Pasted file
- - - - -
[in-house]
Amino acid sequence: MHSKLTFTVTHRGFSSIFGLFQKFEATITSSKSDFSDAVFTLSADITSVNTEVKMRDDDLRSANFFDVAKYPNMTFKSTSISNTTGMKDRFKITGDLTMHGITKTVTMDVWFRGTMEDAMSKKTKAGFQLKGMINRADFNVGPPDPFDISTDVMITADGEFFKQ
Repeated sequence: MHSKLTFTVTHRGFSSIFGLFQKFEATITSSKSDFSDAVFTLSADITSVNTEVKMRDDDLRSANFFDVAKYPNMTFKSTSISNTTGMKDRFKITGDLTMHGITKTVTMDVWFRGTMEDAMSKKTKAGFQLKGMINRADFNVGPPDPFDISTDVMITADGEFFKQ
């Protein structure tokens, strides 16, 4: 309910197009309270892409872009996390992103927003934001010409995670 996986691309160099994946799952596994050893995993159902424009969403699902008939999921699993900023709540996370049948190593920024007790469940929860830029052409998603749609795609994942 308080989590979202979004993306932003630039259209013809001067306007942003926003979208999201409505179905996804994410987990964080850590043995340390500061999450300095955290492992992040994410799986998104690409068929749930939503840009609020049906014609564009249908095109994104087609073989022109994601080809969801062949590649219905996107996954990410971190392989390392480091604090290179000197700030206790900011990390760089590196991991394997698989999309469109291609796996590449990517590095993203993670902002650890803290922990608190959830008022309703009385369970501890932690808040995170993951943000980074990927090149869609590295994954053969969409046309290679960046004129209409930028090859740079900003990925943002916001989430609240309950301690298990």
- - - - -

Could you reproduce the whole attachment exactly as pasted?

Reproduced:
[in-house]
Amino acid sequence: MHSKLTFTVTHRGFSSIFGLFQKFEATITSSKSDFSDAVFTLSADITSVNTEVKMRDDDLRSANFFDVAKYPNMTFKSTSISNTTGMKDRFKITGDLTMHGITKTVTMDVWFRGTMEDAMSKKTKAGFQLKGMINRADFNVGPPDPFDISTDVMITADGEFFKQ
Repeated sequence: MHSKLTFTVTHRGFSSIFGLFQKFEATITSSKSDFSDAVFTLSADITSVNTEVKMRDDDLRSANFFDVAKYPNMTFKSTSISNTTGMKDRFKITGDLTMHGITKTVTMDVWFRGTMEDAMSKKTKAGFQLKGMINRADFNVGPPDPFDISTDVMITADGEFFKQ
């Protein structure tokens, strides 16, 4: 309910197009309270892409872009996390992103927003934001010409995670 996986691309160099994946799952596994050893995993159902424009969403699902008939999921699993900023709540996370049948190593920024007790469940929860830029052409998603749609795609994942 308080989590979202979004993306932003630039259209013809001067306007942003926003979208999201409505179905996804994410987990964080850590043995340390500061999450300095955290492992992040994410799986998104690409068929749930939503840009609020049906014609564009249908095109994104087609073989022109994601080809969801062949590649219905996107996954990410971190392989390392480091604090290179000197700030206790900011990390760089590196991991394997698989999309469109291609796996590449990517590095993203993670902002650890803290922990608190959830008022309703009385369970501890932690808040995170993951943000980074990927090149869609590295994954053969969409046309290679960046004129209409930028090859740079900003990925943002916001989430609240309950301690298990």